Researchers in Germany have used proteomic methods to identy three proteins that may be linked to suicide in humans.
Previous efforts to establish a biological link to suicide have suggested that low levels of serotonin in the brain can lead to depression and suicidal behavior. But attempts at determining a genetic association with suicidal behavior have been inconsistent, especially in comparison to results looking at a connection between such behavior and the presence of certain proteins, the authors wrote in their study, published in the September issue of the Journal of Psychiatric Research.
“Therefore, an intensified investigation of suicide associated alterations in protein expression might be helpful to identify new candidate genes,” they wrote.
The researchers chose to study the proteome because it “is a highly dynamic and variable entity which is very vulnerable to various intra- and extracellular influences.” As a result, “the variety of factors that trigger suicidal behavior might predominantly affect the proteome rather than the relative[ly] stable genome and result in alterations of protein expression.”
The researchers compared postmortem brain tissue of 17 suicide victims with the brain tissue of nine controls who died from accidents or heart disease. Samples were taken from the prefrontal cortex, which governs an individual’s ability to differentiate among conflicting thoughts, determine good and bad, anticipate future consequences of current activities, predict outcomes, and control the ability to suppress urges that, if not suppressed, could lead to socially unacceptable outcomes, such as suicide.
The team also used that portion of the brain because other studies have shown the region to have “many important results associated with suicidality,” the researchers said. Cerebellum samples, commonly used in postmortem studies, were also used.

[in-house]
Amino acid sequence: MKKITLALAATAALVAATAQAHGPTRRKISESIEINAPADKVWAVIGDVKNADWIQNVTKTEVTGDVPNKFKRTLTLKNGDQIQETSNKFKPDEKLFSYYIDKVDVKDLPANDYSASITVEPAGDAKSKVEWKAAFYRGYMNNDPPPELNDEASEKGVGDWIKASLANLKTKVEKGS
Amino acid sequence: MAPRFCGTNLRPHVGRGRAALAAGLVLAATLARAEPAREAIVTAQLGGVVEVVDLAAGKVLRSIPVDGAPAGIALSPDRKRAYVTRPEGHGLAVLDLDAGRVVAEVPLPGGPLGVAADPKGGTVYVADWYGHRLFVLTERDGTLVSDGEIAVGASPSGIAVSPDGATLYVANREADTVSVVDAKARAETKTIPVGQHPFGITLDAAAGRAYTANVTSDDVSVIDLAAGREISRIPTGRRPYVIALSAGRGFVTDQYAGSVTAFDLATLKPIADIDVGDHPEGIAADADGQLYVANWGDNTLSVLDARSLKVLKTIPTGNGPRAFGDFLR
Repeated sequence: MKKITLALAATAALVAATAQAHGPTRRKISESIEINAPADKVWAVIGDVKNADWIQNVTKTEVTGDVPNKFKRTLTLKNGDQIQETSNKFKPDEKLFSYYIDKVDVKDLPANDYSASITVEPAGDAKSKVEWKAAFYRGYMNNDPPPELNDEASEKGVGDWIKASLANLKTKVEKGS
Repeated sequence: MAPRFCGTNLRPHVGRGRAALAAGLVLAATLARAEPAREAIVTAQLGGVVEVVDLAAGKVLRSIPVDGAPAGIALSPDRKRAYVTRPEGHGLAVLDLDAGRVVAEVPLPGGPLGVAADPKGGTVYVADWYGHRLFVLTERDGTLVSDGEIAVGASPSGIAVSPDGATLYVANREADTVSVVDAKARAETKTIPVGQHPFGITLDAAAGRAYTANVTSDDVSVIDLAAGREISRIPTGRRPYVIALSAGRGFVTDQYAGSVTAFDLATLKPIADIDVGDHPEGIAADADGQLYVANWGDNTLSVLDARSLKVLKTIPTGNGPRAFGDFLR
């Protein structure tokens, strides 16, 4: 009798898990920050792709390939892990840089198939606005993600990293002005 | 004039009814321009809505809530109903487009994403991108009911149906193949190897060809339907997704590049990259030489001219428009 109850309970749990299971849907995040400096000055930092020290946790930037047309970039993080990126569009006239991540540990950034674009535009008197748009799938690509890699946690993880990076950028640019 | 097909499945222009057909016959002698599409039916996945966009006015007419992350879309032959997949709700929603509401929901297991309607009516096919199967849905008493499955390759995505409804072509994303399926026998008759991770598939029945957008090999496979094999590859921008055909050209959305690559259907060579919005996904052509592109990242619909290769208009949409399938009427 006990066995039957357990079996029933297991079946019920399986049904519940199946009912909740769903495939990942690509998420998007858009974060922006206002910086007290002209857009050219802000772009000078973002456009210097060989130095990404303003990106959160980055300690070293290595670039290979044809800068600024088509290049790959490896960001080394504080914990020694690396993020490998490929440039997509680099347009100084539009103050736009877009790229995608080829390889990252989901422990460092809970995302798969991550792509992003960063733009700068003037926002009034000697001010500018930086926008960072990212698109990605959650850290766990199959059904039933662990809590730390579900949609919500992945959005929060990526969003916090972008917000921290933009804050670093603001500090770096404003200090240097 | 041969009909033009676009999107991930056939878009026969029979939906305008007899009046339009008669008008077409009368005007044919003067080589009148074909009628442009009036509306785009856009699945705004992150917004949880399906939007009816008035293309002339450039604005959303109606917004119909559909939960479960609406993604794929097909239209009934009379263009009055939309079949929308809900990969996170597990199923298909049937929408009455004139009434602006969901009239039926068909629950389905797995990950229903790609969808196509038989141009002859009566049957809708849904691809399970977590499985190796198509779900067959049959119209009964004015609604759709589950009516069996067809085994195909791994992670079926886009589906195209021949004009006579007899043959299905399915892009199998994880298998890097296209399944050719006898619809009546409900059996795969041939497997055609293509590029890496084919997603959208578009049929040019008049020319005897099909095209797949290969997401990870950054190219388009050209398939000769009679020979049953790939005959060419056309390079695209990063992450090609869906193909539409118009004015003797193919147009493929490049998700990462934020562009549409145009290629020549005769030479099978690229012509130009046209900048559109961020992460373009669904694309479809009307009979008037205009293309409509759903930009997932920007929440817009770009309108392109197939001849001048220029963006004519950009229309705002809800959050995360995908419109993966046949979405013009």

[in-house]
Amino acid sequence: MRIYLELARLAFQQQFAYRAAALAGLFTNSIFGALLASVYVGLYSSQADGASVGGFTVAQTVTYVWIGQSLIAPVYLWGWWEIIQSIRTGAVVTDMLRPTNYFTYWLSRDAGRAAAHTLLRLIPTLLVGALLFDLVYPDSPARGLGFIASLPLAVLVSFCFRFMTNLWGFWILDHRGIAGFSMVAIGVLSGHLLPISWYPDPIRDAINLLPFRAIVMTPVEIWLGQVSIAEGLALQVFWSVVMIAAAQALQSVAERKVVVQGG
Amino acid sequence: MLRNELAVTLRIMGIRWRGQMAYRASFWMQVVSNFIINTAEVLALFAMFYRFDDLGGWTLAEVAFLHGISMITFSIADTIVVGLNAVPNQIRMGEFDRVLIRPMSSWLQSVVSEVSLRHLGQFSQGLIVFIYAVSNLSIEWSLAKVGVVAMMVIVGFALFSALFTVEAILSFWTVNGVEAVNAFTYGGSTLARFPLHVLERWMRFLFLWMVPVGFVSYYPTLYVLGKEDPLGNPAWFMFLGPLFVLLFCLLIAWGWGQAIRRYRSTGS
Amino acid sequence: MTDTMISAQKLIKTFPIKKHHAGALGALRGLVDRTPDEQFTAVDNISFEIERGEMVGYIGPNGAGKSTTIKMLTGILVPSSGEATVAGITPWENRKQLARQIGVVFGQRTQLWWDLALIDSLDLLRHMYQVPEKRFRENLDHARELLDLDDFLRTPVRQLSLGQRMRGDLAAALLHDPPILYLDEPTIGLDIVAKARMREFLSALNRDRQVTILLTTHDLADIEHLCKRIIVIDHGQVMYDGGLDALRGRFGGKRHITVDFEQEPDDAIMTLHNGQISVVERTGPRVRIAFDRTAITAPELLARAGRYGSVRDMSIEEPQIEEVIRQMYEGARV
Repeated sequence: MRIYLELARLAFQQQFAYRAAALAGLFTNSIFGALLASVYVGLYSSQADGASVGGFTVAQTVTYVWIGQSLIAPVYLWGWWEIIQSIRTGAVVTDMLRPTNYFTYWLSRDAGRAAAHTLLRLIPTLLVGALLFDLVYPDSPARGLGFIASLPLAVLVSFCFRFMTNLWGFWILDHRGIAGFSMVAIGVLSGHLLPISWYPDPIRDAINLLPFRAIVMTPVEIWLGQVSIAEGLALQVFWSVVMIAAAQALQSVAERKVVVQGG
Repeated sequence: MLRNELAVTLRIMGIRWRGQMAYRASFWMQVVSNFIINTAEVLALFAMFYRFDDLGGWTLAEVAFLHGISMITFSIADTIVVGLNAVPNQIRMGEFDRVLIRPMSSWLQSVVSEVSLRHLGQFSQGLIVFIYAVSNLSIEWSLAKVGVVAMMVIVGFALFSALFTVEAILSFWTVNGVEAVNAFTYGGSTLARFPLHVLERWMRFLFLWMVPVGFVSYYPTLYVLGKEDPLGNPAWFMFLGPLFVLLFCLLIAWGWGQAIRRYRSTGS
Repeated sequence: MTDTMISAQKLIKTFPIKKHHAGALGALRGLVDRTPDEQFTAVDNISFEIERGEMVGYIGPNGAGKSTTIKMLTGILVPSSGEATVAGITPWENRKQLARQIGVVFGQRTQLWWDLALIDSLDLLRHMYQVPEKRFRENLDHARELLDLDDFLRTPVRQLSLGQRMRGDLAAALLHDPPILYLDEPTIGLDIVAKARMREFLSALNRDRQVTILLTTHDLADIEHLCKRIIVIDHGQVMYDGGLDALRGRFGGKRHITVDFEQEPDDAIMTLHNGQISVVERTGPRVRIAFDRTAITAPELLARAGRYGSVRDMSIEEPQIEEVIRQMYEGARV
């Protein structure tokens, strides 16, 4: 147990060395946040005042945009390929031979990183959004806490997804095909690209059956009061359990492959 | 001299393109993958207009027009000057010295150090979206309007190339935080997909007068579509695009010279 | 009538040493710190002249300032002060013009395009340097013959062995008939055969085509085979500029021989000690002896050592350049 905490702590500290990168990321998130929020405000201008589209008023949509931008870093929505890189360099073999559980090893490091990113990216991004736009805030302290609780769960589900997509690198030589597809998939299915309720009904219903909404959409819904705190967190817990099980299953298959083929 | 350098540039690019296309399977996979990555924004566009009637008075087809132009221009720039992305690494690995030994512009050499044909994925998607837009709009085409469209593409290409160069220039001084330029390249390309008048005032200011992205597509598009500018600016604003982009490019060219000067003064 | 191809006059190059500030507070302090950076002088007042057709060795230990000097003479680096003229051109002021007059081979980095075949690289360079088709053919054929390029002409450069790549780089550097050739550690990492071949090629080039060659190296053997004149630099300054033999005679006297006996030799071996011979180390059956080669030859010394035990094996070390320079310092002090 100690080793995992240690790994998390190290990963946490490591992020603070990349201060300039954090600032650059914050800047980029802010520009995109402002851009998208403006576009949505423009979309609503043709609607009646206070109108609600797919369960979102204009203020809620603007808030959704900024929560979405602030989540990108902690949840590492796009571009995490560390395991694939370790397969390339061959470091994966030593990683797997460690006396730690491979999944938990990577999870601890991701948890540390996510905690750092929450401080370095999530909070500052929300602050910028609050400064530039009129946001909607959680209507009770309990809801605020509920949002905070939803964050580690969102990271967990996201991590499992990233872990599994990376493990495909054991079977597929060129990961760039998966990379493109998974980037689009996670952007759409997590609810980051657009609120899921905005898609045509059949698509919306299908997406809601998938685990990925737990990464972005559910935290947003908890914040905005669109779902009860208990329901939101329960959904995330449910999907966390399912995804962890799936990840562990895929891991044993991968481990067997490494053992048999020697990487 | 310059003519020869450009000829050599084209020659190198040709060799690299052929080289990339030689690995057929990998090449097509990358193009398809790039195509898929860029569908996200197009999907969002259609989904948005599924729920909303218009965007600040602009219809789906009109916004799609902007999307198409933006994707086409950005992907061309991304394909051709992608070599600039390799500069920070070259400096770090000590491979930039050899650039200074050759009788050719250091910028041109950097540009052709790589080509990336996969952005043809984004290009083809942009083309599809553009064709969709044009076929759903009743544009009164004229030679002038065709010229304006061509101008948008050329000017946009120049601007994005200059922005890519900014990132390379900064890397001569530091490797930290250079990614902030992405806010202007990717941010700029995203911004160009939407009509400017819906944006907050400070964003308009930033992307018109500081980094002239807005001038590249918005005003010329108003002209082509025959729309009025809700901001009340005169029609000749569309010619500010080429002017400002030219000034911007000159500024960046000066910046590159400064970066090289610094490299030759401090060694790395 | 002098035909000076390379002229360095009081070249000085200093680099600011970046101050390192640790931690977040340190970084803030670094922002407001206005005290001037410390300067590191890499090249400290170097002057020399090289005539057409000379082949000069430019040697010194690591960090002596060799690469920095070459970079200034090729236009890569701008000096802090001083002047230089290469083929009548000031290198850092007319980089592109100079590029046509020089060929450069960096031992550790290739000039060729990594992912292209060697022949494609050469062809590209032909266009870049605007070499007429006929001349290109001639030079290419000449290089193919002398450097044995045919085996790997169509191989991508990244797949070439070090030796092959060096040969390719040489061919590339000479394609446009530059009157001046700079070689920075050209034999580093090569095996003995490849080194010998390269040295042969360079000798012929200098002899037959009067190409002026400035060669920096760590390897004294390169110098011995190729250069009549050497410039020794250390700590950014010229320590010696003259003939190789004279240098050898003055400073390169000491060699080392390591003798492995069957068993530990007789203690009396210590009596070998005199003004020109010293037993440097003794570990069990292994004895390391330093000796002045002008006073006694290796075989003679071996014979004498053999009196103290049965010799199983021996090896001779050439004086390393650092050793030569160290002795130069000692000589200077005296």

The researchers used 2D gel electrophoresis to separate proteins and used MALDI-TOF mass spectrometry to analyze identified proteins.
The authors identified six proteins that differed significantly between suicide victims and controls. Of them, three — a glial fibrillary acid protein, a manganese superoxide dismutase, and an alpha-crystallin chain B — were found in the tissue samples of the suicides but not in the controls.
In the paper, Brigitta Bondy at Psychiatric Hospital of the Ludwig-Maximilians University in Munich and the Max Planck Institute in Martinsried, Germany, and the lead researcher for the study, said that though the relationship between the proteins and suicidal behavior needs further research, “Our data further suggest that proteomic analyses may provide a useful tool to identify disease or symptom associated alterations on the protein level.”
Worldwide, about 1 million people committed suicide in 2000, according to the World Health Organization. In the US, suicide was the 11th leading cause of death in 2004, increasing 6 percent to 32,439 fatalities from 30,622 deaths in 2001, according to the National Institute of Mental Health. In addition, between eight and 25 suicides are attempted for every successful suicide.
Proteomic Pathway to Suicide?
The 17 samples from suicide victims consisted of 10 men and seven women, while the nine controls comprised seven men and two women. All samples were gathered from the University of Munich’s Institute of Legal Medicine.